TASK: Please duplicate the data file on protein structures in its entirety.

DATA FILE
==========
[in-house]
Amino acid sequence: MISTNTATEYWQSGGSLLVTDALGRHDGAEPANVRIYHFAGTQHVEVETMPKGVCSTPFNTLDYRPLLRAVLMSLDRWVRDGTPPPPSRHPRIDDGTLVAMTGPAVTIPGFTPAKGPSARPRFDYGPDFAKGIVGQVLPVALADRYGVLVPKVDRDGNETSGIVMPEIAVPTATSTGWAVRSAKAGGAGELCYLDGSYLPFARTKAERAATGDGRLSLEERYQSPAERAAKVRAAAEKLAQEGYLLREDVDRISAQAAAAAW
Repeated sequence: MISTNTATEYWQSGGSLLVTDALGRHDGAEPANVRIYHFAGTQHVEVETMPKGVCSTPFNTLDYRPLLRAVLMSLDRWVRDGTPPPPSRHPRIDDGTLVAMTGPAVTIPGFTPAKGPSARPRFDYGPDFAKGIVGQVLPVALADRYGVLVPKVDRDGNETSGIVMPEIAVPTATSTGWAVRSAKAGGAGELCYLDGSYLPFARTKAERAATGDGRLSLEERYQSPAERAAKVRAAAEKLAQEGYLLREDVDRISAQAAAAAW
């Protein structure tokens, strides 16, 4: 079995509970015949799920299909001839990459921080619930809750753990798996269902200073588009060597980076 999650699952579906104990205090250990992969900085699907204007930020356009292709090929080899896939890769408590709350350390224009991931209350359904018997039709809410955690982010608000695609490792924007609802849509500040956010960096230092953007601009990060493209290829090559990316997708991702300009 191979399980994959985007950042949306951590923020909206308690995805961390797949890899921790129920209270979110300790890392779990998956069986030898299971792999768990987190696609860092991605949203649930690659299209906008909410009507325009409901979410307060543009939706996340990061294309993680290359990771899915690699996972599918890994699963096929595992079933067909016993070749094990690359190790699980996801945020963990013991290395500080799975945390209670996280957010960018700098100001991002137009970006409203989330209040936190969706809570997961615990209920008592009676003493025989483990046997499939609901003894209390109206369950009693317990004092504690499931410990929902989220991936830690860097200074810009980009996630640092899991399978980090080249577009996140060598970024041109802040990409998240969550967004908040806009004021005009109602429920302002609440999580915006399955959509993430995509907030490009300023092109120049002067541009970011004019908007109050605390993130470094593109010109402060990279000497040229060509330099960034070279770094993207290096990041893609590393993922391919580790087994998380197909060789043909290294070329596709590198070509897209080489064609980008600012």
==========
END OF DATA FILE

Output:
[in-house]
Amino acid sequence: MISTNTATEYWQSGGSLLVTDALGRHDGAEPANVRIYHFAGTQHVEVETMPKGVCSTPFNTLDYRPLLRAVLMSLDRWVRDGTPPPPSRHPRIDDGTLVAMTGPAVTIPGFTPAKGPSARPRFDYGPDFAKGIVGQVLPVALADRYGVLVPKVDRDGNETSGIVMPEIAVPTATSTGWAVRSAKAGGAGELCYLDGSYLPFARTKAERAATGDGRLSLEERYQSPAERAAKVRAAAEKLAQEGYLLREDVDRISAQAAAAAW
Repeated sequence: MISTNTATEYWQSGGSLLVTDALGRHDGAEPANVRIYHFAGTQHVEVETMPKGVCSTPFNTLDYRPLLRAVLMSLDRWVRDGTPPPPSRHPRIDDGTLVAMTGPAVTIPGFTPAKGPSARPRFDYGPDFAKGIVGQVLPVALADRYGVLVPKVDRDGNETSGIVMPEIAVPTATSTGWAVRSAKAGGAGELCYLDGSYLPFARTKAERAATGDGRLSLEERYQSPAERAAKVRAAAEKLAQEGYLLREDVDRISAQAAAAAW
């Protein structure tokens, strides 16, 4: 079995509970015949799920299909001839990459921080619930809750753990798996269902200073588009060597980076 999650699952579906104990205090250990992969900085699907204007930020356009292709090929080899896939890769408590709350350390224009991931209350359904018997039709809410955690982010608000695609490792924007609802849509500040956010960096230092953007601009990060493209290829090559990316997708991702300009 191979399980994959985007950042949306951590923020909206308690995805961390797949890899921790129920209270979110300790890392779990998956069986030898299971792999768990987190696609860092991605949203649930690659299209906008909410009507325009409901979410307060543009939706996340990061294309993680290359990771899915690699996972599918890994699963096929595992079933067909016993070749094990690359190790699980996801945020963990013991290395500080799975945390209670996280957010960018700098100001991002137009970006409203989330209040936190969706809570997961615990209920008592009676003493025989483990046997499939609901003894209390109206369950009693317990004092504690499931410990929902989220991936830690860097200074810009980009996630640092899991399978980090080249577009996140060598970024041109802040990409998240969550967004908040806009004021005009109602429920302002609440999580915006399955959509993430995509907030490009300023092109120049002067541009970011004019908007109050605390993130470094593109010109402060990279000497040229060509330099960034070279770094993207290096990041893609590393993922391919580790087994998380197909060789043909290294070329596709590198070509897209080489064609980008600012």